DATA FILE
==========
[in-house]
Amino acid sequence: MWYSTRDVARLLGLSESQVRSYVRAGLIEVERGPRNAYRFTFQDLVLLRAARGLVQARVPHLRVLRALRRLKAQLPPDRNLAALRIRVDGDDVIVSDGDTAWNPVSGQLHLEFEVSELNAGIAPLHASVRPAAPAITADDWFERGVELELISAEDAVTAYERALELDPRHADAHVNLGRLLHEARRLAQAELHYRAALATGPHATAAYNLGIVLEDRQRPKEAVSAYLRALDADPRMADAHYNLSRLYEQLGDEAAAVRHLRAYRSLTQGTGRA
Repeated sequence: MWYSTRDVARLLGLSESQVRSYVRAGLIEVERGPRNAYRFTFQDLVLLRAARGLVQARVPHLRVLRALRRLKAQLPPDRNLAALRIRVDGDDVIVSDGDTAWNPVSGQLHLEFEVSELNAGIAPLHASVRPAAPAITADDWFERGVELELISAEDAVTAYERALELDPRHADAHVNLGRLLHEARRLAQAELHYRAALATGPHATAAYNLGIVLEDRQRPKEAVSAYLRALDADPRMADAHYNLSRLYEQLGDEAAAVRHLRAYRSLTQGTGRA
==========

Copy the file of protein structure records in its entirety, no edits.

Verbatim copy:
[in-house]
Amino acid sequence: MWYSTRDVARLLGLSESQVRSYVRAGLIEVERGPRNAYRFTFQDLVLLRAARGLVQARVPHLRVLRALRRLKAQLPPDRNLAALRIRVDGDDVIVSDGDTAWNPVSGQLHLEFEVSELNAGIAPLHASVRPAAPAITADDWFERGVELELISAEDAVTAYERALELDPRHADAHVNLGRLLHEARRLAQAELHYRAALATGPHATAAYNLGIVLEDRQRPKEAVSAYLRALDADPRMADAHYNLSRLYEQLGDEAAAVRHLRAYRSLTQGTGRA
Repeated sequence: MWYSTRDVARLLGLSESQVRSYVRAGLIEVERGPRNAYRFTFQDLVLLRAARGLVQARVPHLRVLRALRRLKAQLPPDRNLAALRIRVDGDDVIVSDGDTAWNPVSGQLHLEFEVSELNAGIAPLHASVRPAAPAITADDWFERGVELELISAEDAVTAYERALELDPRHADAHVNLGRLLHEARRLAQAELHYRAALATGPHATAAYNLGIVLEDRQRPKEAVSAYLRALDADPRMADAHYNLSRLYEQLGDEAAAVRHLRAYRSLTQGTGRA